Growing Family Trend: Grandparents Raising Children

Children who are being raised not by their own biological parents, but by grandparents who have taken them in for a wide array of heartbreaking and troubling reasons, come from households as disparate and unique as the neighborhoods and ethnic groups in which they live. It’s a trend that some experts believe will only continue to rise in light of the recent increases of incarceration, drug addiction, and an economy that has shown an uneven recovery throughout the country. The most recent numbers gathered just last year show that 2.7 million seniors are raising their grandchildren as if they were their own, with 20% of these families living below the poverty line. These figures represent a 7% increase since 2009, and the trend isn’t only about tragic circumstance.

Press video for successful implementation of a dual language literacy program
Recent surveys and reports hold that many grandparents step in to take over raising the children of their own grown children when the mother and father are unable to fill the role. While many of them step in to help in a co-parenting role, even when the parents are still in the picture, the majority of these arrangements fall within the former category of absentee caregivers. When child welfare agencies are forced to intervene into a domestic situation where a child or children are at risk, the first place they look for a substitute is within the family. Grandparents are usually the most suitable option to fit the bill, and it often provides a more positive, successful outcome for that child than a foster care arrangement.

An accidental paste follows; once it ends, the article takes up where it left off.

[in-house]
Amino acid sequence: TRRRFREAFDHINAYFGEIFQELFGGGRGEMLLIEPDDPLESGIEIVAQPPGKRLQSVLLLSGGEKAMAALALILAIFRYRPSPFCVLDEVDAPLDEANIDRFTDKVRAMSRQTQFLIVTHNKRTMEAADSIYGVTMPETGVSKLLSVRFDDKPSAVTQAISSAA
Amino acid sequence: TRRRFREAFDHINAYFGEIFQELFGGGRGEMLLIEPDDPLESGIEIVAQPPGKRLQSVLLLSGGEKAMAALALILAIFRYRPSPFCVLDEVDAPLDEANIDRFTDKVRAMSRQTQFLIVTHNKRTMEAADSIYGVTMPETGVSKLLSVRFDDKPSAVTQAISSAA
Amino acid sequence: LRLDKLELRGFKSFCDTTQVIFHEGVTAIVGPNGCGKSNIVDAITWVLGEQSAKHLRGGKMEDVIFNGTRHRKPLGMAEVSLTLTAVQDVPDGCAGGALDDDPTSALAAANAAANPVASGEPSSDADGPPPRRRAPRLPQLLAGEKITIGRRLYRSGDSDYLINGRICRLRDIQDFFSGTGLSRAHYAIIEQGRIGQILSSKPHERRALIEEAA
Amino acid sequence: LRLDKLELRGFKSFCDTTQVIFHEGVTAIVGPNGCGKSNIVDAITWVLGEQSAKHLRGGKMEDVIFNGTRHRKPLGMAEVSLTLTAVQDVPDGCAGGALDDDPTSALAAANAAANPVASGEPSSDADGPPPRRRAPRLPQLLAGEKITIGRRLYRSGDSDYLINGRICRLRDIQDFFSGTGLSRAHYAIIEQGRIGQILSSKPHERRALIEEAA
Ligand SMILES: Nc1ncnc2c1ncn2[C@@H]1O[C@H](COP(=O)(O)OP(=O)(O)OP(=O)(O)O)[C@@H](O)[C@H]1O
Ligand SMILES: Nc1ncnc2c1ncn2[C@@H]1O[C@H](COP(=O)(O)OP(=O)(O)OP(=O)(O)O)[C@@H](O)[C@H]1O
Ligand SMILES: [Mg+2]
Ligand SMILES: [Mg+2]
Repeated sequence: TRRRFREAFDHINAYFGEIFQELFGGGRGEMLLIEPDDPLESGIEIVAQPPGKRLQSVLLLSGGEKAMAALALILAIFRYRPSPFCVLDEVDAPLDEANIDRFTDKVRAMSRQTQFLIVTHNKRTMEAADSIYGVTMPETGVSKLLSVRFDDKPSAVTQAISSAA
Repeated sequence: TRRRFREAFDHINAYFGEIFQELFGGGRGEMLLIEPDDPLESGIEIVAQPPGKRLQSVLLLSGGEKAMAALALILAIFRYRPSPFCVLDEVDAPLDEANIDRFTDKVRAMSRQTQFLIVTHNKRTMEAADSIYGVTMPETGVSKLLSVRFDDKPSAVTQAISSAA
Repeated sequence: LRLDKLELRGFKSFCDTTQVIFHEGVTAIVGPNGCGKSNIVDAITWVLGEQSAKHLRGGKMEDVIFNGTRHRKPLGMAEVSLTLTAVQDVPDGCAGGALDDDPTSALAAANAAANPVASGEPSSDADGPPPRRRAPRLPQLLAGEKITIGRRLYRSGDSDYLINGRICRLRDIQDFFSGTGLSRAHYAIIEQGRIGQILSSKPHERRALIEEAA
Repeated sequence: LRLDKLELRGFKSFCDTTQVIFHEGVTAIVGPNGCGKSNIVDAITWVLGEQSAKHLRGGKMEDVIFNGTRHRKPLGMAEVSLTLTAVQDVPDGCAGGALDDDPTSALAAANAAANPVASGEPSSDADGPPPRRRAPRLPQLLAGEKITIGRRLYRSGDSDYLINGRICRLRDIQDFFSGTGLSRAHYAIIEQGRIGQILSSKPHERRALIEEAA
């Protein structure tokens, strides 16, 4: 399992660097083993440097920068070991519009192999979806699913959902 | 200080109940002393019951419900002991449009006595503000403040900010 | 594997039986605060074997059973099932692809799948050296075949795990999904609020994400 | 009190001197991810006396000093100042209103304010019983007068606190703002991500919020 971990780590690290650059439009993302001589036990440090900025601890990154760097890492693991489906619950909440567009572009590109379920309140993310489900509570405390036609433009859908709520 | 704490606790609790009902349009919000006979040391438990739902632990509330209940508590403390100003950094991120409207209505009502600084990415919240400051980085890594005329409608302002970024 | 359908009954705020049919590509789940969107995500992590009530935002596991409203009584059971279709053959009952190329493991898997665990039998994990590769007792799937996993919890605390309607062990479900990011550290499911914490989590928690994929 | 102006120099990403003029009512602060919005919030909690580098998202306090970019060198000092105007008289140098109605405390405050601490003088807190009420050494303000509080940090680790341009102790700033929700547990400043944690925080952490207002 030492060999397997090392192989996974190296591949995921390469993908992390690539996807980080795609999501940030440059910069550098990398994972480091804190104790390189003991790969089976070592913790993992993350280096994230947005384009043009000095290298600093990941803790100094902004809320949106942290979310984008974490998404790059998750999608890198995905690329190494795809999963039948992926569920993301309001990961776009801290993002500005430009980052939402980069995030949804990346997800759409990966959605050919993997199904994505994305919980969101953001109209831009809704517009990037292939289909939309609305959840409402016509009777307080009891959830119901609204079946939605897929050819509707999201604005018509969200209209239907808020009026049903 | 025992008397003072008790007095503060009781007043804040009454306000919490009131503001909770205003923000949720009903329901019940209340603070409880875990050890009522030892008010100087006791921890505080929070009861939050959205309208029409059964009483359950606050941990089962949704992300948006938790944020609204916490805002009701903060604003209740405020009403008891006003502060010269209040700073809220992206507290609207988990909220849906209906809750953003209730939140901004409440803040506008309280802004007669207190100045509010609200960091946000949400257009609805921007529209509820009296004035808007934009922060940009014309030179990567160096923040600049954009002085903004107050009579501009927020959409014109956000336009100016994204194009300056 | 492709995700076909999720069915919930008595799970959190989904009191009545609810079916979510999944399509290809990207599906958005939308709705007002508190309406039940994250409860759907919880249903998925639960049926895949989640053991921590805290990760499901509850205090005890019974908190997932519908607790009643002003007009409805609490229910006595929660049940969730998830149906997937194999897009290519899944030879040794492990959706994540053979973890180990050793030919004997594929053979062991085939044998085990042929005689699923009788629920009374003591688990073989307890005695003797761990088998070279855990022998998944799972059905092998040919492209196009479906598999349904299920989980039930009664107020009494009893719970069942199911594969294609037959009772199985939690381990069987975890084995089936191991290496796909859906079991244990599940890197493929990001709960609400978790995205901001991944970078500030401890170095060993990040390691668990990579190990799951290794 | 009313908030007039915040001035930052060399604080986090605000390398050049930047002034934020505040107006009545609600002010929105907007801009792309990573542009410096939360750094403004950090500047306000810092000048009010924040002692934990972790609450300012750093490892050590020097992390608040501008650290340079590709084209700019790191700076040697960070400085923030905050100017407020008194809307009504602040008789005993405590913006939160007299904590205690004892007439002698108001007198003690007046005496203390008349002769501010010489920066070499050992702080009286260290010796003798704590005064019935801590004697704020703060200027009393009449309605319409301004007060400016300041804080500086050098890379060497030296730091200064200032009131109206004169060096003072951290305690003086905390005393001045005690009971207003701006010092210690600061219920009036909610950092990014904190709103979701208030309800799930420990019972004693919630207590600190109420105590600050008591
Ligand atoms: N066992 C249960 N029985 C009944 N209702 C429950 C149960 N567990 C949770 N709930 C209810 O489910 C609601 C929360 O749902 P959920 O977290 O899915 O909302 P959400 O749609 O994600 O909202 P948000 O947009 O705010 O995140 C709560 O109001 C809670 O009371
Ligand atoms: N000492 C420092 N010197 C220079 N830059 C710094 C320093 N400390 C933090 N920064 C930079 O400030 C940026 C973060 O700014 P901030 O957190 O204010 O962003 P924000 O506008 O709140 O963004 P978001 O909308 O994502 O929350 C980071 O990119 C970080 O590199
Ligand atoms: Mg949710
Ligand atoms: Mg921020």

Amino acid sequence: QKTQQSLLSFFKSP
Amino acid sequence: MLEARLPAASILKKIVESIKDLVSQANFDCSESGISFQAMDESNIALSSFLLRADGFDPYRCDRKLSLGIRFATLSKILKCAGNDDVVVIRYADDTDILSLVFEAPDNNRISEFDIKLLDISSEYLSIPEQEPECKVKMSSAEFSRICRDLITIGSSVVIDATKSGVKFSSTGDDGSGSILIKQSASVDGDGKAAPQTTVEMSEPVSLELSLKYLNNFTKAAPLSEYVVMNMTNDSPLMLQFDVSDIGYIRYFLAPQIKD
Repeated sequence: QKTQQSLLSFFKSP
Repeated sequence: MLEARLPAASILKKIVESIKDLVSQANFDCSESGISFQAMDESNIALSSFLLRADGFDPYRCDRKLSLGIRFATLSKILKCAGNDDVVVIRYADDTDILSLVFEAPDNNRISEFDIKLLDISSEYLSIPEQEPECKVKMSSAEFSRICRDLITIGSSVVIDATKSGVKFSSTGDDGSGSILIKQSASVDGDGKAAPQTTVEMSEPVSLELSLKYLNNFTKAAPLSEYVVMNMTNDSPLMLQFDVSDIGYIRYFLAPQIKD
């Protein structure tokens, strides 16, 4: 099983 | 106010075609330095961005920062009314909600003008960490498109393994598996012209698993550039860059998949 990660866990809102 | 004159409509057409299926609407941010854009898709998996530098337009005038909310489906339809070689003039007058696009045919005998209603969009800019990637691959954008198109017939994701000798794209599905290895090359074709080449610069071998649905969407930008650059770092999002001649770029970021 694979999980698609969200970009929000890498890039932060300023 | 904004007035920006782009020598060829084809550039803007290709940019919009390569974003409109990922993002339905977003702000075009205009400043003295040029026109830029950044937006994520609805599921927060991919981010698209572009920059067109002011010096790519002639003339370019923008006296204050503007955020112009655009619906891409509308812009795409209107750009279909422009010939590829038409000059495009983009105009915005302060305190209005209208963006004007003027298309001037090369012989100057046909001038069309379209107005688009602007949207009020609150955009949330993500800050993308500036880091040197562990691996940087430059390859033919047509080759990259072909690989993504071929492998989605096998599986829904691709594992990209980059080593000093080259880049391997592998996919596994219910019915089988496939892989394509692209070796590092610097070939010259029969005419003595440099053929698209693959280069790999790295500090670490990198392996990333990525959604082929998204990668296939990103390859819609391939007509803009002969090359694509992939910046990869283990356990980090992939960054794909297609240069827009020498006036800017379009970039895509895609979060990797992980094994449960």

For Latinos and other Hispanic immigrants, the concerns over incarceration, addiction, and economy are also exacerbated by another component that threatens the well-being of the family infrastructure – deportation. Immigration status has lead to a rise in the number of grandparents over the age of 55 who are left caring for their grandchildren due to their biological parents being sent out of the country. But these situations present the added potential obstacle of raising grandchildren without any tangible legal rights. Many grandparents are also undocumented, and they don’t attempt any sort of legal recourse toward custody because they are afraid it will put them in the cross-hairs of the federal government. So these relationships can be tenuous at best, putting at-risk children in more peril of being separated from their families in times of domestic crisis.

Family is the most important thing in our lives, especially to children who are too young to comprehend anything other than being with the people they love and with whom they’ve forged a bond. A stable home is the foundation for success in school. For children living with grandparents, they are already facing an uphill climb, not because their grandparents don’t love them, but because so many of these households have endured hardship to place the grandparents in these roles.

The Latino Family Literacy Project is not only a great program for parents but also for grandparents who are custodial parents.